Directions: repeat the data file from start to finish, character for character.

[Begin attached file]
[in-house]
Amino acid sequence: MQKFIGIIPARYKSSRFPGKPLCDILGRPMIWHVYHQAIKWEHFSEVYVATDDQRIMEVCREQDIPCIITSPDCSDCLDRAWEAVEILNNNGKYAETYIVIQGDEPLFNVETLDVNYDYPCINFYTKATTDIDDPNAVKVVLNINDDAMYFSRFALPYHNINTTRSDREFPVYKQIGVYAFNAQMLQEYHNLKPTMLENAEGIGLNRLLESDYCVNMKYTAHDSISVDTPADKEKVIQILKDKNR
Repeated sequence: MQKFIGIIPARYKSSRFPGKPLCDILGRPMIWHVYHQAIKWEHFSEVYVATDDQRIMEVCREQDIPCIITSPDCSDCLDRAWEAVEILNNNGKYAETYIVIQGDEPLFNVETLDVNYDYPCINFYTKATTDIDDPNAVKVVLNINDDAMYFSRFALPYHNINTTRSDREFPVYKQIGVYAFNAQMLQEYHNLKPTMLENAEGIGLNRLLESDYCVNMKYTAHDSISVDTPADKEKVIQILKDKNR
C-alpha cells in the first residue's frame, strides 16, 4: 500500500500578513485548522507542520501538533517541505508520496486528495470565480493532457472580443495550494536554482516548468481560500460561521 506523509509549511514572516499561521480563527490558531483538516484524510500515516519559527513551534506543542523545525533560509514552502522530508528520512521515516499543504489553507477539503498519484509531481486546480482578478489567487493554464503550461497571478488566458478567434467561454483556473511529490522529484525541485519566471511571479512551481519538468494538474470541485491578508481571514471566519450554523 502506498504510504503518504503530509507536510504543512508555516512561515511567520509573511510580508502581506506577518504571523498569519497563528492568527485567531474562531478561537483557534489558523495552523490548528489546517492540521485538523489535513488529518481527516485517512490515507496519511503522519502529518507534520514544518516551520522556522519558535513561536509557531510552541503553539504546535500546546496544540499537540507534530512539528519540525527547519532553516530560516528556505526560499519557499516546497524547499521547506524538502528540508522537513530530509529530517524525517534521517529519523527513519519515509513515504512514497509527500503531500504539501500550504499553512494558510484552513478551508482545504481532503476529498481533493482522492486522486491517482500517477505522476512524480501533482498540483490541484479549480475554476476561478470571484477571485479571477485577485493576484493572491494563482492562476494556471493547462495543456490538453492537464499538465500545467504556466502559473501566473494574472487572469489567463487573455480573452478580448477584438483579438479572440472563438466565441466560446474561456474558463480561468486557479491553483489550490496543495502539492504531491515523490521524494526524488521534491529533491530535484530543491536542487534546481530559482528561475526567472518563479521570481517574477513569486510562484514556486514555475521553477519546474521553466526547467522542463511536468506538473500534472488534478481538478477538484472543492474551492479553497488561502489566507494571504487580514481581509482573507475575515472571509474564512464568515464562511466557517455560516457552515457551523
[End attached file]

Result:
[in-house]
Amino acid sequence: MQKFIGIIPARYKSSRFPGKPLCDILGRPMIWHVYHQAIKWEHFSEVYVATDDQRIMEVCREQDIPCIITSPDCSDCLDRAWEAVEILNNNGKYAETYIVIQGDEPLFNVETLDVNYDYPCINFYTKATTDIDDPNAVKVVLNINDDAMYFSRFALPYHNINTTRSDREFPVYKQIGVYAFNAQMLQEYHNLKPTMLENAEGIGLNRLLESDYCVNMKYTAHDSISVDTPADKEKVIQILKDKNR
Repeated sequence: MQKFIGIIPARYKSSRFPGKPLCDILGRPMIWHVYHQAIKWEHFSEVYVATDDQRIMEVCREQDIPCIITSPDCSDCLDRAWEAVEILNNNGKYAETYIVIQGDEPLFNVETLDVNYDYPCINFYTKATTDIDDPNAVKVVLNINDDAMYFSRFALPYHNINTTRSDREFPVYKQIGVYAFNAQMLQEYHNLKPTMLENAEGIGLNRLLESDYCVNMKYTAHDSISVDTPADKEKVIQILKDKNR
C-alpha cells in the first residue's frame, strides 16, 4: 500500500500578513485548522507542520501538533517541505508520496486528495470565480493532457472580443495550494536554482516548468481560500460561521 506523509509549511514572516499561521480563527490558531483538516484524510500515516519559527513551534506543542523545525533560509514552502522530508528520512521515516499543504489553507477539503498519484509531481486546480482578478489567487493554464503550461497571478488566458478567434467561454483556473511529490522529484525541485519566471511571479512551481519538468494538474470541485491578508481571514471566519450554523 502506498504510504503518504503530509507536510504543512508555516512561515511567520509573511510580508502581506506577518504571523498569519497563528492568527485567531474562531478561537483557534489558523495552523490548528489546517492540521485538523489535513488529518481527516485517512490515507496519511503522519502529518507534520514544518516551520522556522519558535513561536509557531510552541503553539504546535500546546496544540499537540507534530512539528519540525527547519532553516530560516528556505526560499519557499516546497524547499521547506524538502528540508522537513530530509529530517524525517534521517529519523527513519519515509513515504512514497509527500503531500504539501500550504499553512494558510484552513478551508482545504481532503476529498481533493482522492486522486491517482500517477505522476512524480501533482498540483490541484479549480475554476476561478470571484477571485479571477485577485493576484493572491494563482492562476494556471493547462495543456490538453492537464499538465500545467504556466502559473501566473494574472487572469489567463487573455480573452478580448477584438483579438479572440472563438466565441466560446474561456474558463480561468486557479491553483489550490496543495502539492504531491515523490521524494526524488521534491529533491530535484530543491536542487534546481530559482528561475526567472518563479521570481517574477513569486510562484514556486514555475521553477519546474521553466526547467522542463511536468506538473500534472488534478481538478477538484472543492474551492479553497488561502489566507494571504487580514481581509482573507475575515472571509474564512464568515464562511466557517455560516457552515457551523